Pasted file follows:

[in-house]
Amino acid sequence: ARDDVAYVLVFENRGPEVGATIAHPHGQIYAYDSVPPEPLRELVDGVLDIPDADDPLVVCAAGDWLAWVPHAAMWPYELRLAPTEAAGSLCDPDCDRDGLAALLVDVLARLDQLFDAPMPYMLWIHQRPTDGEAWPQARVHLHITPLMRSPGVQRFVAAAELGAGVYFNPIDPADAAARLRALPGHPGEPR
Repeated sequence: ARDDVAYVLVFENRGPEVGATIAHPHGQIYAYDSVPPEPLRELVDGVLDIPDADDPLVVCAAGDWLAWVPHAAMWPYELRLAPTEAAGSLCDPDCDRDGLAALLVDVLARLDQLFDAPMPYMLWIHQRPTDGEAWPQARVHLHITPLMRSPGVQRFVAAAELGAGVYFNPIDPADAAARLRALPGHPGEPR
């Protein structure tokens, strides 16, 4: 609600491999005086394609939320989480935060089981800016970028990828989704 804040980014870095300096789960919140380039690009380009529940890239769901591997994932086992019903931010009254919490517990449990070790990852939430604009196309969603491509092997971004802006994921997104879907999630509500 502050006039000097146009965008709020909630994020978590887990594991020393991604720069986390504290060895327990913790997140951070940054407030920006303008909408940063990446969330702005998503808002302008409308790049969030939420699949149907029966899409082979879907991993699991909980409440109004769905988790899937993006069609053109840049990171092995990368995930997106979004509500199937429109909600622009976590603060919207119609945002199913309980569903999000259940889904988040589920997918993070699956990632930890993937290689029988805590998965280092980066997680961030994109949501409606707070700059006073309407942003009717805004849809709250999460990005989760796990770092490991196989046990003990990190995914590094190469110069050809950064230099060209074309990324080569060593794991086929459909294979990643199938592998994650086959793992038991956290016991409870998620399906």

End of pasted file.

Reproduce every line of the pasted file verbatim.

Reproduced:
[in-house]
Amino acid sequence: ARDDVAYVLVFENRGPEVGATIAHPHGQIYAYDSVPPEPLRELVDGVLDIPDADDPLVVCAAGDWLAWVPHAAMWPYELRLAPTEAAGSLCDPDCDRDGLAALLVDVLARLDQLFDAPMPYMLWIHQRPTDGEAWPQARVHLHITPLMRSPGVQRFVAAAELGAGVYFNPIDPADAAARLRALPGHPGEPR
Repeated sequence: ARDDVAYVLVFENRGPEVGATIAHPHGQIYAYDSVPPEPLRELVDGVLDIPDADDPLVVCAAGDWLAWVPHAAMWPYELRLAPTEAAGSLCDPDCDRDGLAALLVDVLARLDQLFDAPMPYMLWIHQRPTDGEAWPQARVHLHITPLMRSPGVQRFVAAAELGAGVYFNPIDPADAAARLRALPGHPGEPR
């Protein structure tokens, strides 16, 4: 609600491999005086394609939320989480935060089981800016970028990828989704 804040980014870095300096789960919140380039690009380009529940890239769901591997994932086992019903931010009254919490517990449990070790990852939430604009196309969603491509092997971004802006994921997104879907999630509500 502050006039000097146009965008709020909630994020978590887990594991020393991604720069986390504290060895327990913790997140951070940054407030920006303008909408940063990446969330702005998503808002302008409308790049969030939420699949149907029966899409082979879907991993699991909980409440109004769905988790899937993006069609053109840049990171092995990368995930997106979004509500199937429109909600622009976590603060919207119609945002199913309980569903999000259940889904988040589920997918993070699956990632930890993937290689029988805590998965280092980066997680961030994109949501409606707070700059006073309407942003009717805004849809709250999460990005989760796990770092490991196989046990003990990190995914590094190469110069050809950064230099060209074309990324080569060593794991086929459909294979990643199938592998994650086959793992038991956290016991409870998620399906």